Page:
Contemporary Racial Attitudes and Social Policy: News Coverage and the Affordable Care Act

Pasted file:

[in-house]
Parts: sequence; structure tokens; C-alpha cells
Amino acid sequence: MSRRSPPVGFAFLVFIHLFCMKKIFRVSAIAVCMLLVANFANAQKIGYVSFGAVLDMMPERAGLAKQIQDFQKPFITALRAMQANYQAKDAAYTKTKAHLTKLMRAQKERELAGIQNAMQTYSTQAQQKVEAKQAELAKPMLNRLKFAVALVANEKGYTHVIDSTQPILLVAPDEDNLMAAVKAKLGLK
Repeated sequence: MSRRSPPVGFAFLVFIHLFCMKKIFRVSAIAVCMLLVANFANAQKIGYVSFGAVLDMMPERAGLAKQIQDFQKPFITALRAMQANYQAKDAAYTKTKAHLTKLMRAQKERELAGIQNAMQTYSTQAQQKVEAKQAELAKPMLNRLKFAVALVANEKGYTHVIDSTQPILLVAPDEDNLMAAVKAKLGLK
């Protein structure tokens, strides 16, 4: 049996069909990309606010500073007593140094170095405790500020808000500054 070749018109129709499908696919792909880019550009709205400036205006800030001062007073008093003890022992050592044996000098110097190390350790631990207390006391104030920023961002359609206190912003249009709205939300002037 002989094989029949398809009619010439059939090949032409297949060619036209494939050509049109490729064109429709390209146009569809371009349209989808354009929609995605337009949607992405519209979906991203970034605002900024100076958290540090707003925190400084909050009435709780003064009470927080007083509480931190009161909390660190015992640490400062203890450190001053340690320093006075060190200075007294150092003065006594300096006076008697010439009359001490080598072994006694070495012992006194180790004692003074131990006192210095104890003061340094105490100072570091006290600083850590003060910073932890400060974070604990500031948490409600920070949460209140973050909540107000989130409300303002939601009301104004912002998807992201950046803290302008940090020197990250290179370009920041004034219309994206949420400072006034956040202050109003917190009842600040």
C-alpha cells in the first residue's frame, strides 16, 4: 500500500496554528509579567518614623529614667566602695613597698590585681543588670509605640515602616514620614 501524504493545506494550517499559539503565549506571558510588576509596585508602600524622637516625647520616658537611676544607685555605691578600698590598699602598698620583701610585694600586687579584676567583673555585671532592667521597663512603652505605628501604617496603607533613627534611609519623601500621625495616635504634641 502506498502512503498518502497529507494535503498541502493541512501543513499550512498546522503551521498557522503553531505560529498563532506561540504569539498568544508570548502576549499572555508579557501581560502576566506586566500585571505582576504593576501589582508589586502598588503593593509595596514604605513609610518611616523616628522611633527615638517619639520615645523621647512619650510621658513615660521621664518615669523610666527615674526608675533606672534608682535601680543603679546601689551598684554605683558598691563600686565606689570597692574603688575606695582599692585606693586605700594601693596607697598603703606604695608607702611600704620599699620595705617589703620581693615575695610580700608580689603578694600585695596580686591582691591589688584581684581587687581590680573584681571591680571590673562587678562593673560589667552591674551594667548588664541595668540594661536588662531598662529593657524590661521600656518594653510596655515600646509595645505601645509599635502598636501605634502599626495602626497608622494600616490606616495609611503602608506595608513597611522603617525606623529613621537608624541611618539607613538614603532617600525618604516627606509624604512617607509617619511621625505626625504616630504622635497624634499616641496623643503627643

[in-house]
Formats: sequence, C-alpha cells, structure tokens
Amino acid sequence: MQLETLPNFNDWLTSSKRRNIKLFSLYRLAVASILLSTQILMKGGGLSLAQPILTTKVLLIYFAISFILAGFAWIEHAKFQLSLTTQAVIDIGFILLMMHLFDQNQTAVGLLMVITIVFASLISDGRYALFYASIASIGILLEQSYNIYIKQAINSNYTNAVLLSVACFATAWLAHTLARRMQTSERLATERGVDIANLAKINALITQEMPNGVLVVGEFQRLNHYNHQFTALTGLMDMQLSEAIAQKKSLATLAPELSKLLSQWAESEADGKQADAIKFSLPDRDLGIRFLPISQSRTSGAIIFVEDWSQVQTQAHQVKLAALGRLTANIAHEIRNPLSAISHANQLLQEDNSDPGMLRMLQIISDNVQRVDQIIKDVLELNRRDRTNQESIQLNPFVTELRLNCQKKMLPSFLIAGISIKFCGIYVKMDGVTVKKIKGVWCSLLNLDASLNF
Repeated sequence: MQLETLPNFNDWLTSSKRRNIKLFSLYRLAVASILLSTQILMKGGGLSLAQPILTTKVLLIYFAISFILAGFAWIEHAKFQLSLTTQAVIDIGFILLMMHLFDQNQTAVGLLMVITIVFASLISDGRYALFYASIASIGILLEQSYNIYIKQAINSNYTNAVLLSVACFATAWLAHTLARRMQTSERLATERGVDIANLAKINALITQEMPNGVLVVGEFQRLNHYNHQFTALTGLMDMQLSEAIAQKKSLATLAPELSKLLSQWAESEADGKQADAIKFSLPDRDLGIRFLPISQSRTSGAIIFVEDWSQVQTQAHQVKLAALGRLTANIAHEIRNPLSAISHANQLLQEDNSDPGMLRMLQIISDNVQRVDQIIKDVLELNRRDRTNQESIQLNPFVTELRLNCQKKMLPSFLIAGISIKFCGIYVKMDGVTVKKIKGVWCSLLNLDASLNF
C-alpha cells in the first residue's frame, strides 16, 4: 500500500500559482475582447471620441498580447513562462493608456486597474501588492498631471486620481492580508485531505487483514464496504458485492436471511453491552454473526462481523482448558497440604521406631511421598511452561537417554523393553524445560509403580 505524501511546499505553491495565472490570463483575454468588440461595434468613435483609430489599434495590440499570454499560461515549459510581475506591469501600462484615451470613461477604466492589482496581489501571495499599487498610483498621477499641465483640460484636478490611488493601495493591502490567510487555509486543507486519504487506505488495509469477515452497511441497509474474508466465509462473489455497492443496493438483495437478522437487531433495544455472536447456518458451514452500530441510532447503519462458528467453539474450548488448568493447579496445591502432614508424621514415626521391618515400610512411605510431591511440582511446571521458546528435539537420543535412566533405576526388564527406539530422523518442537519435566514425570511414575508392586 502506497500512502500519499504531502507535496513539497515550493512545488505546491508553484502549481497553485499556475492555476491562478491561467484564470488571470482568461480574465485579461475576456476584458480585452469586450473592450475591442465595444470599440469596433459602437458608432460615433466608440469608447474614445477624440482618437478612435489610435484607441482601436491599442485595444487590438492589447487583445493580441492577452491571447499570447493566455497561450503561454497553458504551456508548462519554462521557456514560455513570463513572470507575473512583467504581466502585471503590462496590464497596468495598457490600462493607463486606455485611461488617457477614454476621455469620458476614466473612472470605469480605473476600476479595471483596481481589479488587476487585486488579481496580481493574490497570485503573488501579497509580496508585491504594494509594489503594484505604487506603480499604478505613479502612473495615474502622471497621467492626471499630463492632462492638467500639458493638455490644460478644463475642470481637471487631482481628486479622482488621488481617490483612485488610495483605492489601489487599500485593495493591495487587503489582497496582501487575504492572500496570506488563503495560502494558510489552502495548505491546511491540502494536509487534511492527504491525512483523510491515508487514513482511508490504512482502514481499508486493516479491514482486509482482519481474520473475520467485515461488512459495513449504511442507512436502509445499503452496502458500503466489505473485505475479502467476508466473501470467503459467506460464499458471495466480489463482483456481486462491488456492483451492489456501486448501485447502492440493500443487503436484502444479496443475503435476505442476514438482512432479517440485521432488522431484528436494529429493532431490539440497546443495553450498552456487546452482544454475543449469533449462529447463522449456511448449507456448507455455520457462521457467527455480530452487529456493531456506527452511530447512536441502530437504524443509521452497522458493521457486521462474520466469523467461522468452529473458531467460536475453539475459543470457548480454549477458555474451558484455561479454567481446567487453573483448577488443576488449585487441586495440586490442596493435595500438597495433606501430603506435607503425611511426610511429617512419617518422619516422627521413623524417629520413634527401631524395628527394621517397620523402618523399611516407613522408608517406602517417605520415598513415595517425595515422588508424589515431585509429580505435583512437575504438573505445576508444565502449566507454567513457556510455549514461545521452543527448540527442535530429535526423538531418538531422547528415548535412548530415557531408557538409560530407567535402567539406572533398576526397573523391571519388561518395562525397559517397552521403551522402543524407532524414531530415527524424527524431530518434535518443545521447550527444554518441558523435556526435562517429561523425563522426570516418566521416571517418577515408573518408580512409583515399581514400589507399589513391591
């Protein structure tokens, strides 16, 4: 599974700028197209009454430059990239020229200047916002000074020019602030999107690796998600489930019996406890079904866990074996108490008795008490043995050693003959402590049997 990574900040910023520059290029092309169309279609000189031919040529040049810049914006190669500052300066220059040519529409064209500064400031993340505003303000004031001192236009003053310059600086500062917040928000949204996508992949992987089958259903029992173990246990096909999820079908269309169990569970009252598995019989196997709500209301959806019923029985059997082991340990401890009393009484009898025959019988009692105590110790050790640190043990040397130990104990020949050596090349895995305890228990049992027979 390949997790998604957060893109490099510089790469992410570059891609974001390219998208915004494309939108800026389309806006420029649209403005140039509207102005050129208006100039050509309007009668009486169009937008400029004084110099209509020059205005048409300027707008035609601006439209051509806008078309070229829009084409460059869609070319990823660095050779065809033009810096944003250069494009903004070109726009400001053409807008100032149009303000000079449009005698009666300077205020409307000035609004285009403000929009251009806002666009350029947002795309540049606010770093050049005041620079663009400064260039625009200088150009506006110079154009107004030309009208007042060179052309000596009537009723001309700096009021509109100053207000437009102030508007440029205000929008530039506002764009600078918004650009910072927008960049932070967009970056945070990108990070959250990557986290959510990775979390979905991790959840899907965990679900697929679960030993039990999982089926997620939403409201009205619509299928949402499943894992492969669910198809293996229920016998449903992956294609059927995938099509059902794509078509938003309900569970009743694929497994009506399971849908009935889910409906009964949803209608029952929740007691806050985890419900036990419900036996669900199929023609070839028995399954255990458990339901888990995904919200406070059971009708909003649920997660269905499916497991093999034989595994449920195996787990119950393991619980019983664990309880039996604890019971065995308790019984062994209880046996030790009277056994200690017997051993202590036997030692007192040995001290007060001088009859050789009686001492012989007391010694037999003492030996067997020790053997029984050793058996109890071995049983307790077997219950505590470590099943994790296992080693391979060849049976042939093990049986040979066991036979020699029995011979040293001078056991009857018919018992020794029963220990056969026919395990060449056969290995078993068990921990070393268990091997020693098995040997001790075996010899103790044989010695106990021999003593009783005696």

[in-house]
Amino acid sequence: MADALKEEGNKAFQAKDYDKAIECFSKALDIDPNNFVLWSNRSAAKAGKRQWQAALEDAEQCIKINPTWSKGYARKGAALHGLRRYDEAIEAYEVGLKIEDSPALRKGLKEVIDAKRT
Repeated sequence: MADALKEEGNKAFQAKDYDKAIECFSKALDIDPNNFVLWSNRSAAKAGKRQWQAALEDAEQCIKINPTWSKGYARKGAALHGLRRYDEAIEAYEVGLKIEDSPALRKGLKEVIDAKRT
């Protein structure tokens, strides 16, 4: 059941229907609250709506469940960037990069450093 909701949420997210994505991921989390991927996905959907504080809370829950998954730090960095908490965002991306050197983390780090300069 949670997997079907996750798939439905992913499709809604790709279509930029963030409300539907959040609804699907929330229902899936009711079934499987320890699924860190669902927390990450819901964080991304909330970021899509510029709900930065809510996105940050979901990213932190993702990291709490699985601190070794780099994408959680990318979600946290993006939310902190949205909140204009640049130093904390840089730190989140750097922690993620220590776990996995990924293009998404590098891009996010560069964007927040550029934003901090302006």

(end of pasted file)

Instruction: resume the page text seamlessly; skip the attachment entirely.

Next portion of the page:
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On March 23, 2010 the Patient Protection and Affordable Care Act was signed into law by President Barack Obama. This health care reform bill was intended to decrease the number of uninsured Americans and increase the quality and affordability of individuals’ health insurance. The Affordable Care Act, nicknamed “Obamacare,” is the most significant piece of redistributive legislation enacted in decades, and arguably, the President’s most consequential achievement yet. Despite its success in expanding health care access to the uninsured, the President’s bill has its fair share of detractors, and continues to lack majority support in public opinion polls. Opposition to the law is usually attributed to self-interest, partisanship and opinions about the size of government. However, many commentators have suggested that some measure of the hostility towards redistributive policies in the United States is motivated by racial antagonism. In this research paper, I begin with a review of the general proposition that racial attitudes shape support for social welfare policies. Then, I consider the specific hypothesis that racial attitudes influence views about the Affordable Care Act. Then, based on a case study of the Affordable Care Act, I investigate the extent to which the media contributes to the association between race and redistributive policies. Research suggests that the media depictions are especially important in reinforcing the association between redistributive policy and unworthy beneficiary populations.
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